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Self-Control |The Power Behind Health, Wealth, and Good Decisions

Self-Control |The Power Behind Health, Wealth, and Good Decisions

I read an interesting article recently about the famous Walter Mischel, the quirky 84 year old psychologist behind the famous “Marshmallow Test.” Not familiar? It’s that test where they take a bunch of kids, sit them in front of a stale marshmallow and tell them that if they wait 15 minutes without eating it, they will get 2 cookies. If they decide to eat the marshmallow, they will only receive 1 cookie. Mr. Mischel continued to follow the habits of his patients throughout their lives, and deduced that those who appeared to have higher self-control from a young age were generally more successful, slimmer, and less susceptible to bad habits like drug and alcohol abuse.

My first thought was, well, at 5, I probably would have eaten that marshmallow, because I couldn’t really comprehend the long term benefits of not doing so. I imagine that then immediate gratification would seem much more appealing. Now, on the other hand, I would like to think I could wait. Can we train ourselves, and even our children, to exert this kind of self-control? Mischel thinks we can. He claims that by using methods of distraction, we can buy a few extra seconds of “thinking” time, and stop ourselves from acting impulsively.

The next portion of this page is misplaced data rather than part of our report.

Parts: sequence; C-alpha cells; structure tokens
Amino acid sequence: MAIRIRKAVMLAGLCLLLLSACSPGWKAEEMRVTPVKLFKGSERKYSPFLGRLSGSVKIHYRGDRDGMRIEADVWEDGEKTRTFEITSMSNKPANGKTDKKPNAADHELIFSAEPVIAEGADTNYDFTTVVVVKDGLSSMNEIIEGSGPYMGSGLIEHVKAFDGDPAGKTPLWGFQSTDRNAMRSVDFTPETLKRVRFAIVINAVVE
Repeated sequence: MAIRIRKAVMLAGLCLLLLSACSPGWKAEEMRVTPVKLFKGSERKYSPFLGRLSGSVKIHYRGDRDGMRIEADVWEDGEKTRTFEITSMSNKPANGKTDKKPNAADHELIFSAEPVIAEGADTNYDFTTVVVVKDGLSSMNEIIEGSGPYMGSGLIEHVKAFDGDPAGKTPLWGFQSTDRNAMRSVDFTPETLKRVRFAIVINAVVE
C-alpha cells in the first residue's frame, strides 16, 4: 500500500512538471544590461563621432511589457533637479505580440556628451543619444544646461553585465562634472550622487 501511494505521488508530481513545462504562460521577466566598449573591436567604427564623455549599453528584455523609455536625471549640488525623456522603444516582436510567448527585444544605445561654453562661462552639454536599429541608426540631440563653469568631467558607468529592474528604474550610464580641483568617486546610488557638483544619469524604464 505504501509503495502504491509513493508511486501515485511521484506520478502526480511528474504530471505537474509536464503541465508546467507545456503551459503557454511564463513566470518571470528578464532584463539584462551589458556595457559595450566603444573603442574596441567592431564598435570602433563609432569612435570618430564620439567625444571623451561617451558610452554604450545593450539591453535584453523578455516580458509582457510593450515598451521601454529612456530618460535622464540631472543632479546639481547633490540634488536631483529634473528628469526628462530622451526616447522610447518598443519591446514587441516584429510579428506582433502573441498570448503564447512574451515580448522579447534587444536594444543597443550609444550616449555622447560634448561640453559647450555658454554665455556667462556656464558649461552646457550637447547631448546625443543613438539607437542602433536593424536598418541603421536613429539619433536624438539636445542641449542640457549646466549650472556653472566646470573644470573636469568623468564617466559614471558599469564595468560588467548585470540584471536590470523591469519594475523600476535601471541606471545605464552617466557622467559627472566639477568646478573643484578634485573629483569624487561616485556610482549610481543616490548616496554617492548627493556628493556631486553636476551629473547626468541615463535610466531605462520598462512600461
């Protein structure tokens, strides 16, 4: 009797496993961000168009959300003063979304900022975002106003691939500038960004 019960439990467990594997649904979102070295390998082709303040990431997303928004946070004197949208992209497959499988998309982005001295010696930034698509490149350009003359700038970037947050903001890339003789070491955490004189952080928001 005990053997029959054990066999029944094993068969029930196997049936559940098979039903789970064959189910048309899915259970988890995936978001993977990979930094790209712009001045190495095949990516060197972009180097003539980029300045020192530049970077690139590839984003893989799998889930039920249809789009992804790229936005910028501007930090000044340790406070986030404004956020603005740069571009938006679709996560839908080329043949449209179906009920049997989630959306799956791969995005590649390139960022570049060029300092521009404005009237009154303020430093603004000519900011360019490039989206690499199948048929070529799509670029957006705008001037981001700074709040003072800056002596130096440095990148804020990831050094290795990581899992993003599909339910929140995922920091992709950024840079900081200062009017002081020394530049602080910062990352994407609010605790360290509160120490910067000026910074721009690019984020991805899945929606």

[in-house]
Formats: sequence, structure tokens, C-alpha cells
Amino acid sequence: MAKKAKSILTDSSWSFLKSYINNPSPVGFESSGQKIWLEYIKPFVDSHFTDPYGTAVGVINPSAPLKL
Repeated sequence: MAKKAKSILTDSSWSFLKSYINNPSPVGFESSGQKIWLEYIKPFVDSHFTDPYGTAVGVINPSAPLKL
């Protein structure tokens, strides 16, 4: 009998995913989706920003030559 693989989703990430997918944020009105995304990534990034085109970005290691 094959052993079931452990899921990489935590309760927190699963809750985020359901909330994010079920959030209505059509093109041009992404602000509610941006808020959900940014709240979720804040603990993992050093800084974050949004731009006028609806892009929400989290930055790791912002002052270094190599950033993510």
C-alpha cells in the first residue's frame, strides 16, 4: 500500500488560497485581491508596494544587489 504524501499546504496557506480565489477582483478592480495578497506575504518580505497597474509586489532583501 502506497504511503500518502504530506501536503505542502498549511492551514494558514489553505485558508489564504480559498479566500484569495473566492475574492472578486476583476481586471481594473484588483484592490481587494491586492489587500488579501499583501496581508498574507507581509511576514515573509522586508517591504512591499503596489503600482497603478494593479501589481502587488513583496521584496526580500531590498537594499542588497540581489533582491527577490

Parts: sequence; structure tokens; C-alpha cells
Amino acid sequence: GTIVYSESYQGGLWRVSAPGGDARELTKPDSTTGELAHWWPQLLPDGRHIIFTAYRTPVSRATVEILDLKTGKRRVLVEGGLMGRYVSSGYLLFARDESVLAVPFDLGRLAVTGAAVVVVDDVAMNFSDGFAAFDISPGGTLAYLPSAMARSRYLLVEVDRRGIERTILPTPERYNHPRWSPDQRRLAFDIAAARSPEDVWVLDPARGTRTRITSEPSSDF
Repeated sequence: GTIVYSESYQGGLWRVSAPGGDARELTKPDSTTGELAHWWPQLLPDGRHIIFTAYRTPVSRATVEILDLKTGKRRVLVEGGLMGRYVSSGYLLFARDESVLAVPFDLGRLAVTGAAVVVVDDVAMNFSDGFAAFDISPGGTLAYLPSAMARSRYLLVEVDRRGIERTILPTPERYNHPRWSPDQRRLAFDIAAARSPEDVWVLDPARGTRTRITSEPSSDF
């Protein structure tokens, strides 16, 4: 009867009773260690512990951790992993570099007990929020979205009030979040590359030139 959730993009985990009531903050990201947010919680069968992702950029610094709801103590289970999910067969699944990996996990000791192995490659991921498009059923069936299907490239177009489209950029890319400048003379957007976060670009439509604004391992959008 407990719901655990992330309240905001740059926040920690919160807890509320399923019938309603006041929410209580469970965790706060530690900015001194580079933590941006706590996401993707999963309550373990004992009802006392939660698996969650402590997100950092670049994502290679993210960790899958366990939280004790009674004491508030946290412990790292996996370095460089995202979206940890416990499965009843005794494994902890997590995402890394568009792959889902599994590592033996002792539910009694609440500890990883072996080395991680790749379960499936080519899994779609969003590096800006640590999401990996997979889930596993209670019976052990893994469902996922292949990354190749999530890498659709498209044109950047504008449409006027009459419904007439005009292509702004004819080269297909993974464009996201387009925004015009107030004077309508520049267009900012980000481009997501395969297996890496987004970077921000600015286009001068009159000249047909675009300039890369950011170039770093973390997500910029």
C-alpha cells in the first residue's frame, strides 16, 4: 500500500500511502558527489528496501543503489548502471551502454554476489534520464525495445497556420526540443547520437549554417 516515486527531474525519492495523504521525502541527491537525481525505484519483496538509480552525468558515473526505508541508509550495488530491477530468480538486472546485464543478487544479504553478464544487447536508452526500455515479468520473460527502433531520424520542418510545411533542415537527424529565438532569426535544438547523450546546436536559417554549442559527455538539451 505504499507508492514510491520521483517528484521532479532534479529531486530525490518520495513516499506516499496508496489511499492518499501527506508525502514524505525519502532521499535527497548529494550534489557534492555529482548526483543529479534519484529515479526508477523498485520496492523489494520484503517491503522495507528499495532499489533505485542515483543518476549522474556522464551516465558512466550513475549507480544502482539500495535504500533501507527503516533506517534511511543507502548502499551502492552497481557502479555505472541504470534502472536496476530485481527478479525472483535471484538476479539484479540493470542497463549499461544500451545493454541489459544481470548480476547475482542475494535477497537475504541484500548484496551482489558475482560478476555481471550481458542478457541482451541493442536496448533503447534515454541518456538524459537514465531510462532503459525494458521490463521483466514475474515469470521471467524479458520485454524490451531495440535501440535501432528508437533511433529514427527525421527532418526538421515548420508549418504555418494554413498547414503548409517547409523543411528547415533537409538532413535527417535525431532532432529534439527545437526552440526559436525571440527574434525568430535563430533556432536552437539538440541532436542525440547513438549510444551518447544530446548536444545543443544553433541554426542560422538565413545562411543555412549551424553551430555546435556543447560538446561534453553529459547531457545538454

This can apply to all areas of life- whether someone’s ticked you off and you'd like to tear them a new one, or you’re starving and the bread basket is the only thing sitting in front of you. Here are 5 “distraction methods” you can use on a daily basis, to train your brain to slow down and reflect rather than reacting impulsively.

 1. Count backwards from Ten.

  • Before making a decision, whether it’s how to respond to an offensive comment, or if you’d like some of your friend’s potato chips.
  • If you’re about to explode. It will calm you and give you extra time to lend credibility in your argument.

2. Turn the object in question into something undesirable.

  • If you are having trouble resisting the slice of cake, imagine it has maggots crawling all over it, or has been soaked in water.
  • If you're obsessing over some new crush, imagine him/her in the bathroom or some other less than desirable place
3. Remove the object from sight altogether.
  • You’re more likely to eat the chocolates if they are sitting on the corner of your desk in plain sight than you are to if they are stashed away in a drawer.
  • If this is a girl/guy that’s your kryptonite- duh, don’t go near them. Don’t go to the bar you know they’re going to be at… don’t text them. If you do, you’re asking for it.       

 4. Reverse or de-personalize the situation.

  • Step out of your skin and ask yourself honestly what you would advise a close friend to do if they found themselves in this exact situation. Think objectively and be your own best friend

Learn more about self-control and the power of being invested in your process

Useful Links

  1. "Learning Self Control" Walter Mischel 
  2. A Guide to Developing the Self-Discipline Habit 
  3. The Secrets of Self Control | The Marshmallow Test 40 Years Later

 



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